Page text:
We can all have a ton of friends but it doesn’t mean we will find that one person to love, who will understand what drives us or makes us fearful or understands what it means to feel different. Their friendship in old canon showed how often they turned to each other to find intellectual and emotional comfort by venting and sharing. It must feel different to have someone you come home to and you tell them about a battle or the people you lost in a battle…they know. They know how that feels. The burdens and the weight of being an inspiration and leadership. They can understand because they walked in those shoes. And there was never any conditions to their friendship and even now their love. She did not care for him because of what she could get or vice versa. For me, it is so refreshing to read a relationship that is not reliant on the cliched will they/won’t they troupe and one that is not dysfunctional. Sure they learning and sure they’ll make mistakes…no one is perfect…but I love that both are fairly open and optimistic characters and we seeing them humanized via this relationship.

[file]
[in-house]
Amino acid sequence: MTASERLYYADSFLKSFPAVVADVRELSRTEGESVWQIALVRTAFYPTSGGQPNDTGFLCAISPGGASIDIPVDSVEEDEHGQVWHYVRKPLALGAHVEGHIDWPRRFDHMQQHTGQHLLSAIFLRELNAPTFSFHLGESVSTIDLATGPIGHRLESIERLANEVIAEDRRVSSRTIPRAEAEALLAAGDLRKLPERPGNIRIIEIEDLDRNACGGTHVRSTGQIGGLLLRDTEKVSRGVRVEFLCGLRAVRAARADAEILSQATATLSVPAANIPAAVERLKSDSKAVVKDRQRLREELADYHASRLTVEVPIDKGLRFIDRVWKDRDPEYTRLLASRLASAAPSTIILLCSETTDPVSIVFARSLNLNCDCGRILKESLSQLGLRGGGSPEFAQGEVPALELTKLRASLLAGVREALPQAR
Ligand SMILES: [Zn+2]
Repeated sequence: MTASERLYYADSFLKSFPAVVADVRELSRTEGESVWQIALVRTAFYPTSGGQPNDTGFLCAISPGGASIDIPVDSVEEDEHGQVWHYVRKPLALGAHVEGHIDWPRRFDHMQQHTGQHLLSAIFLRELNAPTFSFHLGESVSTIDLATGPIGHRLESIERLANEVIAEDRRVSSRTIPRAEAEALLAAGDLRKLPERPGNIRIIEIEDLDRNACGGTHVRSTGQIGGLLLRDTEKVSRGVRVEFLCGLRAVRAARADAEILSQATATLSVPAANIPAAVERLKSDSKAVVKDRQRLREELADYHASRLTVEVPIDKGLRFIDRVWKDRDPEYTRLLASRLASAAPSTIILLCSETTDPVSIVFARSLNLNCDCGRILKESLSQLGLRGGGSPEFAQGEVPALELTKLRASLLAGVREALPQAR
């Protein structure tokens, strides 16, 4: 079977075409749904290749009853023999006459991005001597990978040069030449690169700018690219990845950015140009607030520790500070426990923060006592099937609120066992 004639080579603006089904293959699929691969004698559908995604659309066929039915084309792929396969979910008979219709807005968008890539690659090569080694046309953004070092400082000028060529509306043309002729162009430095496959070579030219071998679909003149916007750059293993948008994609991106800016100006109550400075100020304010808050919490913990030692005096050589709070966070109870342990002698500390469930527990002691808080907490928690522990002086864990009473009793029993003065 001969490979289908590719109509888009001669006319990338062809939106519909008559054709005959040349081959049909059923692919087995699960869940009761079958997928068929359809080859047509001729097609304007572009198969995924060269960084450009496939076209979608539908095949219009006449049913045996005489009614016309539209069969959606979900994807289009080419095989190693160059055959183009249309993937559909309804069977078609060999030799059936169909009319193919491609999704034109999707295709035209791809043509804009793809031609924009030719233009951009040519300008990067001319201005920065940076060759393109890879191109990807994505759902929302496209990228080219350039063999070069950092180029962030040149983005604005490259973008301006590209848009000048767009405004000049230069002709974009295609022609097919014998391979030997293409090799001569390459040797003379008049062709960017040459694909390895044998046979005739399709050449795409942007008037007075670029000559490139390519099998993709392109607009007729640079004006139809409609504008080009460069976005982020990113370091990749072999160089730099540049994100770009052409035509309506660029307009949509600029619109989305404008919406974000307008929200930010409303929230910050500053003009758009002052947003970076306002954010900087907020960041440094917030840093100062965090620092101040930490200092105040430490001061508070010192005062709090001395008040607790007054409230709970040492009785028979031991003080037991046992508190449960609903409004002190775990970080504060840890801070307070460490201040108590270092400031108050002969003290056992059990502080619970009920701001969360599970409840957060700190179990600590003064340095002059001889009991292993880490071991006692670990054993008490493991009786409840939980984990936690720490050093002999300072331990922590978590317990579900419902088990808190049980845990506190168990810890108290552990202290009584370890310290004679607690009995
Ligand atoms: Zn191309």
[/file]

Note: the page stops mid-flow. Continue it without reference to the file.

For far too often we have been inundated with bad boy/good girl dynamics in media, be it the cad or the moody, damaged soul. The noble, good man with no psychological hangups is considered by some as boring. And it is commonly the woman who has to fix the damage. Put up with what is essentially BS. And her reward?She gets to sleep with him, he wins her. Oh yay. I eye roll here. I am tired of that. It is a lazy troupe. It is a poor message to send to girls and boys. It goes both ways too. I don’t subscribe to a female character treating a male like crap and then the male gets her as some prize when she finally opens her eyes to see what was always before her. You should be with someone who treats you right. Someone who respects you. Someone who does not abuse you emotionally. Someone who wants to be with you. I could go on and on and if you’re really against sexism, then no way should anyone charge or label Superman and Wonder Woman as that. He treats her with respect. Loves her. Admires her strength. Diana values him for who he is. She always saw past the glasses. Now and even back then. He always trusted her with his secret. Real love is based on truth, trust and faith. Not dysfunctional and unhealthy dynamics no person would want for themselves or someone they care about. As a confident Amazon, raised to know her worth, who is compassionate, Diana being attracted to Clark makes so much sense. She would be drawn to this man than any other. This noble, grounded, humble man who uses his gifts for good. He is such a contrast to the power hungry Gods of Olympus. She fights for peace, well here is a man who understands the value of that and opts for justice, not vengeance . And sure she could reach out to damage souls but she does not have to sleep with them to do it. (So this is why I never shipped her with moody mission obsessed Batman. No to Orion as well. Friends for sure who she can help but not as lovers.) Clark would be drawn to her courage, compassion and her truthfulness and the fresh, honest eyes she would have as a newcomer looking at our world. That she could easily keep up with him and even kick his ass would more than well be a source of fascination. Diana has so many burdens as well. Princess, at times Ambassador and now God of War; how nice to have a companion who is not a jerk or needy. One who is proud to be with you. He learned from her self acceptance and that he does not need anyone’s approval to be with her. That being open can be uplifting. And she loves the beard!